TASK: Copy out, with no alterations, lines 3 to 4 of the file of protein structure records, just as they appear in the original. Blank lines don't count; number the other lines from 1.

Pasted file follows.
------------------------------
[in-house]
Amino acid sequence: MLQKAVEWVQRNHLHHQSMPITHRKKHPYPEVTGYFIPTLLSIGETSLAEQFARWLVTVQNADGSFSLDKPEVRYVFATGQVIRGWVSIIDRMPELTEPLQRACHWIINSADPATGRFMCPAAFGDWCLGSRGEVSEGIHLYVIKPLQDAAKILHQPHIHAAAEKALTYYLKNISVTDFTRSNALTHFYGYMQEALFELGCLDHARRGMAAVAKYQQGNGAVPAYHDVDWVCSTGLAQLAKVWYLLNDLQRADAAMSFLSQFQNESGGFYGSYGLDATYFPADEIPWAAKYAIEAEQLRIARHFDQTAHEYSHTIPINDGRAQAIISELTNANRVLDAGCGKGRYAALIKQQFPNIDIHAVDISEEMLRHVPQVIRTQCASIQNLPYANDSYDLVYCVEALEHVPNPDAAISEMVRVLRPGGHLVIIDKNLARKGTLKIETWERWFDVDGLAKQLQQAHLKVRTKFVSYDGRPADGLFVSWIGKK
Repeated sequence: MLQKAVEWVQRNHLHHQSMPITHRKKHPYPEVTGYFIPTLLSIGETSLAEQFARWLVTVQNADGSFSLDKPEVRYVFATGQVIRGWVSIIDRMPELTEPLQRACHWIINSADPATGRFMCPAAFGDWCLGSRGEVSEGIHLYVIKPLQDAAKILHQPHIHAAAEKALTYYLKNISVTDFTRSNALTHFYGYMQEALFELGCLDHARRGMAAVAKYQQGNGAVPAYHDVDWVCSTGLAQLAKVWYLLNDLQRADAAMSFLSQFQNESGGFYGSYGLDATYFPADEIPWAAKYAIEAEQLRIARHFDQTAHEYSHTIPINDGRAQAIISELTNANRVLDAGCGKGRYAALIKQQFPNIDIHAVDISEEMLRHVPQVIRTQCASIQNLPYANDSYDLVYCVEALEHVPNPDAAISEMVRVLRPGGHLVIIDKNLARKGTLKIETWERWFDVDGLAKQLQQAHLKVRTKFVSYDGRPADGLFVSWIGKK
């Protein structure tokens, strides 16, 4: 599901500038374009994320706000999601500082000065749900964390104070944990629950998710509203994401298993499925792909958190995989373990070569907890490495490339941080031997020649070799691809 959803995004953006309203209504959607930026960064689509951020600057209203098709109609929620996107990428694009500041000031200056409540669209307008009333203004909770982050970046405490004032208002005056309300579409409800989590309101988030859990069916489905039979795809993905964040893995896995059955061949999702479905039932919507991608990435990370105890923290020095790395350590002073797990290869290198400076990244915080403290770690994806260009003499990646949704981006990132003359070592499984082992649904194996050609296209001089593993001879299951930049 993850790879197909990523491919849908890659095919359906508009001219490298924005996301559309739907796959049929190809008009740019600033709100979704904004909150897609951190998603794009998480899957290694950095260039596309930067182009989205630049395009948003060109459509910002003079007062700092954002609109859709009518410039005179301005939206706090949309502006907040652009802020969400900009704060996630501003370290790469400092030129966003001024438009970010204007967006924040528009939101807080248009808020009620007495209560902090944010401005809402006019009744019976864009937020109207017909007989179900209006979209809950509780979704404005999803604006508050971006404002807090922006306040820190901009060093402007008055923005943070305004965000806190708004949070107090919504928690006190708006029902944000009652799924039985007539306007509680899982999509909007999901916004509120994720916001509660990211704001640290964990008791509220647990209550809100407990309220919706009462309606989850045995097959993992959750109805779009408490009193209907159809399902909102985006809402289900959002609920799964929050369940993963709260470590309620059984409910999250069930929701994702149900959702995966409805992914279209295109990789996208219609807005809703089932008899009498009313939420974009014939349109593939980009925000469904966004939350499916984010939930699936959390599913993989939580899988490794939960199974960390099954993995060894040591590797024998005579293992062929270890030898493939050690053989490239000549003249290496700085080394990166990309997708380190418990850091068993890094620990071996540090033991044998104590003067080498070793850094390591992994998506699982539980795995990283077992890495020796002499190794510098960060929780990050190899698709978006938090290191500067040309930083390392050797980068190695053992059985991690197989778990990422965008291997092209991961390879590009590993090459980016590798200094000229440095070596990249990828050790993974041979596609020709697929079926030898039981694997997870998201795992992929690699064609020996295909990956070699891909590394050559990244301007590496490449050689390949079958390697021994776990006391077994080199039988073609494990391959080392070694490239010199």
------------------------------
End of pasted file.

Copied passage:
Repeated sequence: MLQKAVEWVQRNHLHHQSMPITHRKKHPYPEVTGYFIPTLLSIGETSLAEQFARWLVTVQNADGSFSLDKPEVRYVFATGQVIRGWVSIIDRMPELTEPLQRACHWIINSADPATGRFMCPAAFGDWCLGSRGEVSEGIHLYVIKPLQDAAKILHQPHIHAAAEKALTYYLKNISVTDFTRSNALTHFYGYMQEALFELGCLDHARRGMAAVAKYQQGNGAVPAYHDVDWVCSTGLAQLAKVWYLLNDLQRADAAMSFLSQFQNESGGFYGSYGLDATYFPADEIPWAAKYAIEAEQLRIARHFDQTAHEYSHTIPINDGRAQAIISELTNANRVLDAGCGKGRYAALIKQQFPNIDIHAVDISEEMLRHVPQVIRTQCASIQNLPYANDSYDLVYCVEALEHVPNPDAAISEMVRVLRPGGHLVIIDKNLARKGTLKIETWERWFDVDGLAKQLQQAHLKVRTKFVSYDGRPADGLFVSWIGKK
């Protein structure tokens, strides 16, 4: 599901500038374009994320706000999601500082000065749900964390104070944990629950998710509203994401298993499925792909958190995989373990070569907890490495490339941080031997020649070799691809 959803995004953006309203209504959607930026960064689509951020600057209203098709109609929620996107990428694009500041000031200056409540669209307008009333203004909770982050970046405490004032208002005056309300579409409800989590309101988030859990069916489905039979795809993905964040893995896995059955061949999702479905039932919507991608990435990370105890923290020095790395350590002073797990290869290198400076990244915080403290770690994806260009003499990646949704981006990132003359070592499984082992649904194996050609296209001089593993001879299951930049 993850790879197909990523491919849908890659095919359906508009001219490298924005996301559309739907796959049929190809008009740019600033709100979704904004909150897609951190998603794009998480899957290694950095260039596309930067182009989205630049395009948003060109459509910002003079007062700092954002609109859709009518410039005179301005939206706090949309502006907040652009802020969400900009704060996630501003370290790469400092030129966003001024438009970010204007967006924040528009939101807080248009808020009620007495209560902090944010401005809402006019009744019976864009937020109207017909007989179900209006979209809950509780979704404005999803604006508050971006404002807090922006306040820190901009060093402007008055923005943070305004965000806190708004949070107090919504928690006190708006029902944000009652799924039985007539306007509680899982999509909007999901916004509120994720916001509660990211704001640290964990008791509220647990209550809100407990309220919706009462309606989850045995097959993992959750109805779009408490009193209907159809399902909102985006809402289900959002609920799964929050369940993963709260470590309620059984409910999250069930929701994702149900959702995966409805992914279209295109990789996208219609807005809703089932008899009498009313939420974009014939349109593939980009925000469904966004939350499916984010939930699936959390599913993989939580899988490794939960199974960390099954993995060894040591590797024998005579293992062929270890030898493939050690053989490239000549003249290496700085080394990166990309997708380190418990850091068993890094620990071996540090033991044998104590003067080498070793850094390591992994998506699982539980795995990283077992890495020796002499190794510098960060929780990050190899698709978006938090290191500067040309930083390392050797980068190695053992059985991690197989778990990422965008291997092209991961390879590009590993090459980016590798200094000229440095070596990249990828050790993974041979596609020709697929079926030898039981694997997870998201795992992929690699064609020996295909990956070699891909590394050559990244301007590496490449050689390949079958390697021994776990006391077994080199039988073609494990391959080392070694490239010199």